Outlines are presented of 32 threatened plant species, of which 10 species have been surveyed in some detail during the present project. The species are arranged alphabetically.
3.2 Acacia attenuata Maiden & Blakely
Acacia attenuata is restricted to coastal sandplains from just north of Bundaberg to Burleigh on the Gold Coast. It covers a range of approximately 400 km and encompasses an area of occurrence of approximately 12,000 km2. It has been recorded from State Forest (SF) 898, Littabella, Poona and Cooloola National Parks, and Burleigh Knoll and Palmview Conservation Parks. The species is also reported to be present in the Mooloolah River National Park. No information is available on population size. Current or perceived threats to the continued survival of A. attenuata are considered to be loss of habitat and inappropriate fire regimes.
3.2.2 Species description and identification
The genus Acacia is placed in the family Mimosaceae. Acacia is widespread throughout the tropical and subtropical regions of the world (excluding Europe) with approximately 1200 species (Mabberley 1997). In Australia it comprises approximately 900 species of shrubs and trees, which are widely distributed throughout the continent with a large range of foliage and flower types.
Acacia attenuata Maiden & Blakely was formally described in 1927 from material collected near Beerwah, approximately 77 km north of Brisbane (Maiden & Blakely 1927). The botanical description of Acacia attenuata is as follows:
A slender shrub to about 3 m tall, retaining juvenile foliage for long period and even flowering and fruiting in juvenile state; branchlets somewhat angular, soon becoming terete, glabrous. Stipules very broad triangular, ca 0.4 mm long, early deciduous; pulvinus 3-5 mm long; phyllode more or less straight, apex obtuse mucronulate or occasionally acute, base attenuate, (9)10-14(17) cm long, 7-16 mm wide, 7-14(18) times as long as wide, glabrous; midrib prominent, curved and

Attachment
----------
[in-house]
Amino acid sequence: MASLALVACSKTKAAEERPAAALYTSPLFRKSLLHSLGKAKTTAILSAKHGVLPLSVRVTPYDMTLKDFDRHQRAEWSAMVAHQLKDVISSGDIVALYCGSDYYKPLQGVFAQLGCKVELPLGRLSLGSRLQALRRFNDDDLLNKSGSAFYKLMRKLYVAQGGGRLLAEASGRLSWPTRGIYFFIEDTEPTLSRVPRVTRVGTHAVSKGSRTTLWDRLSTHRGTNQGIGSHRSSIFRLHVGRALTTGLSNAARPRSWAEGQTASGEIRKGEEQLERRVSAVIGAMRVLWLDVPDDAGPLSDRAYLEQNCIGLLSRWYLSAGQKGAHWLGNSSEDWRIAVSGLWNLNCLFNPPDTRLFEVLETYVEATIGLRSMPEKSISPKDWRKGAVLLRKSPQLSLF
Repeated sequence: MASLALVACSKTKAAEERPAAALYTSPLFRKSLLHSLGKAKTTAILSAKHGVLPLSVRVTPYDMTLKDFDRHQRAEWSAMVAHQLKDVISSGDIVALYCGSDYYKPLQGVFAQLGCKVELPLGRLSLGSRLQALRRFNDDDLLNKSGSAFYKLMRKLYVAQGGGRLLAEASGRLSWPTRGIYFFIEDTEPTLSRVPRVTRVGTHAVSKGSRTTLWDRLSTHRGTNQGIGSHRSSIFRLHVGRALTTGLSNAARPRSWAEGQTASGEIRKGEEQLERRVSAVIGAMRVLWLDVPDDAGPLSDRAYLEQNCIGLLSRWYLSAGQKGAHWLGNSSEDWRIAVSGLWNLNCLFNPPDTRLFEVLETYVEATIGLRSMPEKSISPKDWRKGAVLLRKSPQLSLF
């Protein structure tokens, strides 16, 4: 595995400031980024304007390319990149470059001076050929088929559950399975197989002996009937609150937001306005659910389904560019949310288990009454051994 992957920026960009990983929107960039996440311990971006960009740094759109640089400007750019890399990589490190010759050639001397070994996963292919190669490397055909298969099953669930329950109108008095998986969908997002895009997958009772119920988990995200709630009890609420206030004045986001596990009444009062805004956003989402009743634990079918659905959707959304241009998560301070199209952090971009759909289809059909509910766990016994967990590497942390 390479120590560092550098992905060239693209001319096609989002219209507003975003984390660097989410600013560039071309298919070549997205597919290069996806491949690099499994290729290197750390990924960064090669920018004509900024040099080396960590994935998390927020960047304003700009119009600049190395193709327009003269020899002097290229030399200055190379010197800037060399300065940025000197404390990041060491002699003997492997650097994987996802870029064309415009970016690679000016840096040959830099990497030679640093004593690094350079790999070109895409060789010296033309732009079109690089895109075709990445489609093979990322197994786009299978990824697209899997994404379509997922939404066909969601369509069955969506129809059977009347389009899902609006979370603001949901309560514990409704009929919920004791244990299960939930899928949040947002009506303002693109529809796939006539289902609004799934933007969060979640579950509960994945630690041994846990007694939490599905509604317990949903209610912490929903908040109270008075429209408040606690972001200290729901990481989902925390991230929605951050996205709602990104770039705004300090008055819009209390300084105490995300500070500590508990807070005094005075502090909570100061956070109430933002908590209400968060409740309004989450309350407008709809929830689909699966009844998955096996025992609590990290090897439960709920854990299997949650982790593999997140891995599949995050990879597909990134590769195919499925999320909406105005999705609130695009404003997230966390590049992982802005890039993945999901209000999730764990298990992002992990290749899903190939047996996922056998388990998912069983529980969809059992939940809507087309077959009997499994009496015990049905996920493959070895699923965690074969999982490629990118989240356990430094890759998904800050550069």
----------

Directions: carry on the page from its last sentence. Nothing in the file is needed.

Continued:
approximating ventral margin 1/10 to 1/4 the length of the phyllode from the base; gland inconspicuous, immediately above the pulvinus. Heads of 20-35 flowers in glabrous axillary 6-14-branched racemes, the axis 5-7.5 cm long, the peduncles ca 7 mm long, bracteoles peltate; flowers cream-yellow, 5 merous. Pod flat slightly narrowed between seeds and raised above them alternately on each side, glabrous 8-10 cm long, 13-14 mm wide; seeds longitudinal, oblong, 6-7 mm long, 3-4 mm wide, the funicle encircling the seed (Stanley & Ross 1983). For a more detailed description refer to Pedley (1978). For an illustration see Maiden & Blakely (1927).
Acacia attenuata is most closely related to and strongly resembles A. rubida in retaining its juvenile leaves for a long period of time. However, A. attenuata differs from A. rubida by having more attenuated phyllodes, with the relatively smaller, different-shaped and strictly basal gland and a much broader pod. A. attenuata may be confused with the more widespread and common A. falcata but can be distinguished by its narrower, more or less, straight phyllodes and broader pods.
Acacia attenuata Maiden & Blakely is presently listed on the schedule of the Queensland Nature Conservation Act 1992 as “vulnerable wildlife”. The species has been assigned a national conservation status of V (vulnerable) by ANZECC (1993). It is also listed on Schedule 1 Part 2 (vulnerable) of the Commonwealth Endangered Species Protection Act 1992.
3.2.4 Distribution and abundance
Acacia attenuata was not surveyed during the present study. A. attenuata is endemic to south east Queensland. It occurs on sandplains not more than 30 km from the coast with a range along the coast of approximately 400 km from just north of Bundaberg to Burleigh on the Gold Coast. It has never been recorded on any of the islands along the coast in this region.
Details from Queensland Herbarium specimens of A. attenuata are listed in Appendix 1.1. A total of 34 specimens have been collected from approximately 23 sites. Twelve of the earliest records (prior to 1960) give only a general locality, which is insufficient to accurately relocate the collection sites.